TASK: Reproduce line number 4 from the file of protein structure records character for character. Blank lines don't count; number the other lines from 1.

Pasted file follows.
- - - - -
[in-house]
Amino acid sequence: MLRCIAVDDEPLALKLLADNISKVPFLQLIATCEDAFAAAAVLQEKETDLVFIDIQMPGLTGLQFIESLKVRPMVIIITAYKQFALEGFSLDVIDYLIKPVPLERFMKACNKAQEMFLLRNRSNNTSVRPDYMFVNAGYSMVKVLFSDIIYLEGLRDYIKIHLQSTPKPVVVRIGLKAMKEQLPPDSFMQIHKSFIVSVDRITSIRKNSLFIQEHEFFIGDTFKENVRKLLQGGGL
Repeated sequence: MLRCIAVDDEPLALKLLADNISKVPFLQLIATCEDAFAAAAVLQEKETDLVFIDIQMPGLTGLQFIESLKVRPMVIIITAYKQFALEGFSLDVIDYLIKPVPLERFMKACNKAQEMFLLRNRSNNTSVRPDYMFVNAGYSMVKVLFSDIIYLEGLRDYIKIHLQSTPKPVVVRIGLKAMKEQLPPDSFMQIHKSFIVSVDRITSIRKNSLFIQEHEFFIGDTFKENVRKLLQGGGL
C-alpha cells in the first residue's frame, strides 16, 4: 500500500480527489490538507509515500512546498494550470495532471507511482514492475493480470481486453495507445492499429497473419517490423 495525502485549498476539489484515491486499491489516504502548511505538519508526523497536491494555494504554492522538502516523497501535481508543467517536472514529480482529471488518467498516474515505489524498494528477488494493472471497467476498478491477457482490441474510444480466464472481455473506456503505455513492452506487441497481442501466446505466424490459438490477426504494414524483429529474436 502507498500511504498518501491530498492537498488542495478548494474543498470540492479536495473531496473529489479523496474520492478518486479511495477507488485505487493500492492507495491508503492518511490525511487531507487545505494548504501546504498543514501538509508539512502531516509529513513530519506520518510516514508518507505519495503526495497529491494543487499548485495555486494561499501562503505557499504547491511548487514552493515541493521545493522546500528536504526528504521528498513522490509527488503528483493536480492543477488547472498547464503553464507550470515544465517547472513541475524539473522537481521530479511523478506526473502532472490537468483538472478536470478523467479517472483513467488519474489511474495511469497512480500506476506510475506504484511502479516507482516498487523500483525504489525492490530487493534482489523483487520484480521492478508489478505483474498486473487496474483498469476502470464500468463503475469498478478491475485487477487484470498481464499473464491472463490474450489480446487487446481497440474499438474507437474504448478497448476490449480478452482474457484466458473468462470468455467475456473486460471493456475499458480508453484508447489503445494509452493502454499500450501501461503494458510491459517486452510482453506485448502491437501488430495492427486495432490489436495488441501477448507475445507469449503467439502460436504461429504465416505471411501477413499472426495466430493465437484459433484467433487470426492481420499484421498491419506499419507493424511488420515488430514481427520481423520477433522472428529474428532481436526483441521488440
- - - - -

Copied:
C-alpha cells in the first residue's frame, strides 16, 4: 500500500480527489490538507509515500512546498494550470495532471507511482514492475493480470481486453495507445492499429497473419517490423 495525502485549498476539489484515491486499491489516504502548511505538519508526523497536491494555494504554492522538502516523497501535481508543467517536472514529480482529471488518467498516474515505489524498494528477488494493472471497467476498478491477457482490441474510444480466464472481455473506456503505455513492452506487441497481442501466446505466424490459438490477426504494414524483429529474436 502507498500511504498518501491530498492537498488542495478548494474543498470540492479536495473531496473529489479523496474520492478518486479511495477507488485505487493500492492507495491508503492518511490525511487531507487545505494548504501546504498543514501538509508539512502531516509529513513530519506520518510516514508518507505519495503526495497529491494543487499548485495555486494561499501562503505557499504547491511548487514552493515541493521545493522546500528536504526528504521528498513522490509527488503528483493536480492543477488547472498547464503553464507550470515544465517547472513541475524539473522537481521530479511523478506526473502532472490537468483538472478536470478523467479517472483513467488519474489511474495511469497512480500506476506510475506504484511502479516507482516498487523500483525504489525492490530487493534482489523483487520484480521492478508489478505483474498486473487496474483498469476502470464500468463503475469498478478491475485487477487484470498481464499473464491472463490474450489480446487487446481497440474499438474507437474504448478497448476490449480478452482474457484466458473468462470468455467475456473486460471493456475499458480508453484508447489503445494509452493502454499500450501501461503494458510491459517486452510482453506485448502491437501488430495492427486495432490489436495488441501477448507475445507469449503467439502460436504461429504465416505471411501477413499472426495466430493465437484459433484467433487470426492481420499484421498491419506499419507493424511488420515488430514481427520481423520477433522472428529474428532481436526483441521488440